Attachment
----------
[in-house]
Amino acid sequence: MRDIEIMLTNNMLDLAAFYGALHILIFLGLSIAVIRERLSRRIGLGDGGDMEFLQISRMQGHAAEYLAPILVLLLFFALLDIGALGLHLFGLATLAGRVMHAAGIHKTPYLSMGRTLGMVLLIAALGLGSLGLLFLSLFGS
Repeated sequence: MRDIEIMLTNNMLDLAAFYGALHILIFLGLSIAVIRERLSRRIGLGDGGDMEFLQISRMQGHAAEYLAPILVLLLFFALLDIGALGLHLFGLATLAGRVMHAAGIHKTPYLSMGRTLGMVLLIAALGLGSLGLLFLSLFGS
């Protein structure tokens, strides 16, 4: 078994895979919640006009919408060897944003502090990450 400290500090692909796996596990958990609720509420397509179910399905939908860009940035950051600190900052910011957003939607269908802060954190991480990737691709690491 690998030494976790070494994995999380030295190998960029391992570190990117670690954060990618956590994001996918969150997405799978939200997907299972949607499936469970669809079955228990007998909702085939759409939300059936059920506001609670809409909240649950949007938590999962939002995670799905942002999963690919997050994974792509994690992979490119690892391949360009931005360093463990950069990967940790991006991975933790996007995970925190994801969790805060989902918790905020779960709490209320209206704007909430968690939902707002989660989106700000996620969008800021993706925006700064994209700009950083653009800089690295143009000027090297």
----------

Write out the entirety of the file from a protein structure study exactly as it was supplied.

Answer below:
[in-house]
Amino acid sequence: MRDIEIMLTNNMLDLAAFYGALHILIFLGLSIAVIRERLSRRIGLGDGGDMEFLQISRMQGHAAEYLAPILVLLLFFALLDIGALGLHLFGLATLAGRVMHAAGIHKTPYLSMGRTLGMVLLIAALGLGSLGLLFLSLFGS
Repeated sequence: MRDIEIMLTNNMLDLAAFYGALHILIFLGLSIAVIRERLSRRIGLGDGGDMEFLQISRMQGHAAEYLAPILVLLLFFALLDIGALGLHLFGLATLAGRVMHAAGIHKTPYLSMGRTLGMVLLIAALGLGSLGLLFLSLFGS
């Protein structure tokens, strides 16, 4: 078994895979919640006009919408060897944003502090990450 400290500090692909796996596990958990609720509420397509179910399905939908860009940035950051600190900052910011957003939607269908802060954190991480990737691709690491 690998030494976790070494994995999380030295190998960029391992570190990117670690954060990618956590994001996918969150997405799978939200997907299972949607499936469970669809079955228990007998909702085939759409939300059936059920506001609670809409909240649950949007938590999962939002995670799905942002999963690919997050994974792509994690992979490119690892391949360009931005360093463990950069990967940790991006991975933790996007995970925190994801969790805060989902918790905020779960709490209320209206704007909430968690939902707002989660989106700000996620969008800021993706925006700064994209700009950083653009800089690295143009000027090297």